A survey by CIPD, the professional body for HR and People Development, revealed that 59% of working women who experience menopause symptoms confessed that it has a negative impact on them at work, with 30% admitting that they had taken sick leave dueto symptoms and some were unable to tell their line managers the real reason for their absence.

In another study conducted by the Harvard Business Review, it was found that women who were seeking positions in leadership faced more support and were perceived as stronger leaders only when they acknowledged their symptoms ‘without embarrassment or shame’. The same study also revealed that menopausal women seemed less confident and less emotionally stable when compared to women who experienced the same symptoms but were not experiencing menopause. The study’s conclusions were clear: confidence and acceptance of one’s condition is vital for survival, and emotional stability is extremely important to navigate the way forward without fear of rejection or judgement.

“As we enter menopause and post-menopause, women need to be paying particular attention to bone health, heart health and cognitive health,” says Dr Jenn Huber, a dietitian and naturopathic doctor. According to her, diet and nutrition play an important role in preventing and managing common conditions such as high cholesterol, blood sugar, and blood pressure. That said, the approach ought to be one that is guided by a balance of proteins, carbohydrates, and fats.

“Protein is especially important for building and maintaining muscle and bones, and including more plant-based sources of protein is an excellent way to enjoy more fibre as well,” she adds. She also suggests phytoestrogen-rich foods, which have been shown to reduce symptoms in some women, along with an examination of habits around caffeine and alcohol which are known to exacerbate many symptoms.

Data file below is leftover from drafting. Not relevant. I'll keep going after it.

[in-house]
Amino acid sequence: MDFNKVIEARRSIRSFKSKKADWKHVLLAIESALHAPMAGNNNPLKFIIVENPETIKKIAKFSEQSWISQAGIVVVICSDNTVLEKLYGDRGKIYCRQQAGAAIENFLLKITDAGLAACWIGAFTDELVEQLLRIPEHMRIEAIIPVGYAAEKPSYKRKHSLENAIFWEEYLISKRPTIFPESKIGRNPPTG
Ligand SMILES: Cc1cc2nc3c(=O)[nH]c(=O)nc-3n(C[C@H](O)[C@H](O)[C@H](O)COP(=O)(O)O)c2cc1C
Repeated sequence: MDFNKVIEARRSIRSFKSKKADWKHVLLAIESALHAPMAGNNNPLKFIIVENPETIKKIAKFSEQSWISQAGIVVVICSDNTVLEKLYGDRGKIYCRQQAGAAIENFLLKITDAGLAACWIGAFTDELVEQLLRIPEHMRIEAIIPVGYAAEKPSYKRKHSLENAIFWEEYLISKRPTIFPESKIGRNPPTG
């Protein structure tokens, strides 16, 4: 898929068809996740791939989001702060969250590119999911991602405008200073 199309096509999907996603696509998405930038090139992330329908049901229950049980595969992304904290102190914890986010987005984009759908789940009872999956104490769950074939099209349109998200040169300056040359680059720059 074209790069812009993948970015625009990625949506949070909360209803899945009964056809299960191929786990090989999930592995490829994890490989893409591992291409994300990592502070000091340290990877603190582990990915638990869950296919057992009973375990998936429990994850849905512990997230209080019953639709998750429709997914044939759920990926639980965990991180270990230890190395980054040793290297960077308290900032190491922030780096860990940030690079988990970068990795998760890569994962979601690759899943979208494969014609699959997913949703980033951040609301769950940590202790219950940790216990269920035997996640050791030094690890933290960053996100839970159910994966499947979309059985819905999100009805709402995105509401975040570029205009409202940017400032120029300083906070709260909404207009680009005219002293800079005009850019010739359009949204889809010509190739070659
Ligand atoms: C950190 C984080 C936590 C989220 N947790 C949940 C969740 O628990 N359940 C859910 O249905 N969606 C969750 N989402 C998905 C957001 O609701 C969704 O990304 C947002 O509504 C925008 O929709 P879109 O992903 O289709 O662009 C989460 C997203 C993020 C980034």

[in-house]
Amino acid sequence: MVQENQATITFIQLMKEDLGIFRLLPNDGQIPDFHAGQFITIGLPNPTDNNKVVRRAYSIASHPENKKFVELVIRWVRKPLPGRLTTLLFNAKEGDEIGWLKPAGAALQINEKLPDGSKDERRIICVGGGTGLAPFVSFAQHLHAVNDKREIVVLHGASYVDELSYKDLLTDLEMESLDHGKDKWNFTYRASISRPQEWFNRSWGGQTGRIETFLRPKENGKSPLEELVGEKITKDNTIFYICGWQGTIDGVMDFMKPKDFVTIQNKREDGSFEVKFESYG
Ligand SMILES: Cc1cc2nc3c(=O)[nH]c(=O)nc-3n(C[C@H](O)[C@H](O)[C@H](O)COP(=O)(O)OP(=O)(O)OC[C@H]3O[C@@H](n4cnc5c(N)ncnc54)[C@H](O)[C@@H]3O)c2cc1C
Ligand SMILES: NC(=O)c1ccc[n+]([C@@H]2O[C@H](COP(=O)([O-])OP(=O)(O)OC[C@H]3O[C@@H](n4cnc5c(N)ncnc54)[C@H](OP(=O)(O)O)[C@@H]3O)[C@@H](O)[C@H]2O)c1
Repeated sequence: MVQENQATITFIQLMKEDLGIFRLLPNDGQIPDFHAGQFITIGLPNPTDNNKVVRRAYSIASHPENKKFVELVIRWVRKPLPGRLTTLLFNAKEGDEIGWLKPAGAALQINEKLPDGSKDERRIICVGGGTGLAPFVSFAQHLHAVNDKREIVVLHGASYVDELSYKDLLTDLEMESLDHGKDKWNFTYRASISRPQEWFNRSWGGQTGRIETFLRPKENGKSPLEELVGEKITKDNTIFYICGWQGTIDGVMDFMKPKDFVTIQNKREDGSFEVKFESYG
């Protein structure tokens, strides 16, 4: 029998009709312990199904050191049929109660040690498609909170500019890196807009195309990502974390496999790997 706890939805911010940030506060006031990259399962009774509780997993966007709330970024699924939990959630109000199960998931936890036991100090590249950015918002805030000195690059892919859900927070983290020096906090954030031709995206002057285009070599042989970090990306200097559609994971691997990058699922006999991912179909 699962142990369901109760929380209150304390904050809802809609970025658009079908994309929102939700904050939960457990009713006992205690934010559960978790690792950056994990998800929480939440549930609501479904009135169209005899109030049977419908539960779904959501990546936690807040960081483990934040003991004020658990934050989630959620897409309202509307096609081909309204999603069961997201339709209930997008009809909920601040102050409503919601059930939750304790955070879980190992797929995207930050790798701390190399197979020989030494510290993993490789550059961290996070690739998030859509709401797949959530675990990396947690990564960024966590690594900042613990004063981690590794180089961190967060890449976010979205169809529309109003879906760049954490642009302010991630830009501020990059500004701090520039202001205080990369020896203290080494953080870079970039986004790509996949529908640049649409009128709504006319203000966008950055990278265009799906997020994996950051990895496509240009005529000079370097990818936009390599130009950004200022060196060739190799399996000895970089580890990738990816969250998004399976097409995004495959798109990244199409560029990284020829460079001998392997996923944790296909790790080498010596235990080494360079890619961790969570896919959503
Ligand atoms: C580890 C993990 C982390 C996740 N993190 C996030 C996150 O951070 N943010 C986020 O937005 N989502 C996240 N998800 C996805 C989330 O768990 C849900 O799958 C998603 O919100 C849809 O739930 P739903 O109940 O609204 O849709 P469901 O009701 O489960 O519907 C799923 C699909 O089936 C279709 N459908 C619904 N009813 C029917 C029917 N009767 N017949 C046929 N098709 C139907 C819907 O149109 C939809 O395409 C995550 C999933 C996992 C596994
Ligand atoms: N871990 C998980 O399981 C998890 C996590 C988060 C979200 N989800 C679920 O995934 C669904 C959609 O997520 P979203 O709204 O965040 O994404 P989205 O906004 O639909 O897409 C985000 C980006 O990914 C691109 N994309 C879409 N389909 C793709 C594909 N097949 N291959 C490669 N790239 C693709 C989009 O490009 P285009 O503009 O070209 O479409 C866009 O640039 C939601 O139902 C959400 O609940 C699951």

Follow these tips to ensure you are prioritising your nutrition:

1.Add more plants to your plate!

2.Lower the bar and aim for ‘good enough’ more often than ‘perfect’

3.Front-load your day with fibre, including oats, nuts, seeds and fruit

4.Don’t fear carbohydrates — they help support mood, energy and sleep.

5.Move joyfully as often as you can and make functional movement the goal.

Maryam Fattahi Salaam: Get Moving

“Exercise can play a pivotal role in helping women feel and look happy and strong as they navigate this season of their lives,” says Salaam. From her experience dealing with female-focused fitness communities, she suggests combining HIIT workouts, resistance and weight training with meditation.

“Functional movement should be at the core of any menopause fitness regimen,” she explains. “During menopause, the last thing we want to do is to spike cortisol, the stress hormone that signals the body to hold on to fat tissue. HIIT can improve insulin sensitivity and lower fasting blood sugar levels at a time when both of these important mechanisms are harder to manage, and help reduce the risk of cardiovascular disease.” Balancing nutrition, fitness and hormones is the key to managing this tricky phase of life. And for women in positions of leadership, it’s ever more important to take action before it’s too late.

1.Combine HIIT with cardio. Keep intervals to 30-second bursts, with longer rest periods of 1.5 minutes, to limit increases in cortisol

2.To build lean muscle, lift heavy two to three times a week while alternating with two cardio and strength circuit workouts

3.If you are a beginner to HIIT, try one to three minutes at closer to 80% of maximum effort, followed by up to five minutes of lower-intensity exercise

4.For 30 seconds, cycle as hard and quickly as you can on a stationary bike. Pedal for two to four minutes at a modest, comfortable pace. Repeat for 15 to 30 minutes

5.Sprint for 15 seconds as fast as possible as a warm-up after jogging. Walk or jog slowly for one to two minutes. Repeat for 10 to 20 minutes

6.Perform squat leaps as quickly as possible for 30 to 90 seconds. Stand or walk for the next 30 to 90 seconds. Repeat for 10 to 20 minutes.

7.Make building lean muscle your top priority. The more lean muscle on the body, the higher our resting metabolic rate

8.Focus on heavier weights and less reps, with the goal of lifting the heaviest weight one can manage while maintaining proper alignment, breaking down muscle fibers to stimulate muscle growth. This intentional act of taking the muscle to its point of failing is what builds lean muscle mass

9.Don’t forget pelvic floor exercises — aka Kegels. You can integrate this muscle group in all your workouts, like contracting when lifting heavy weights

10.Follow a meditation practice which includes both stretching and breath work for improved mindset, sleep, and recovery. These practices help regulate cortisol spikes, which can lead to belly fat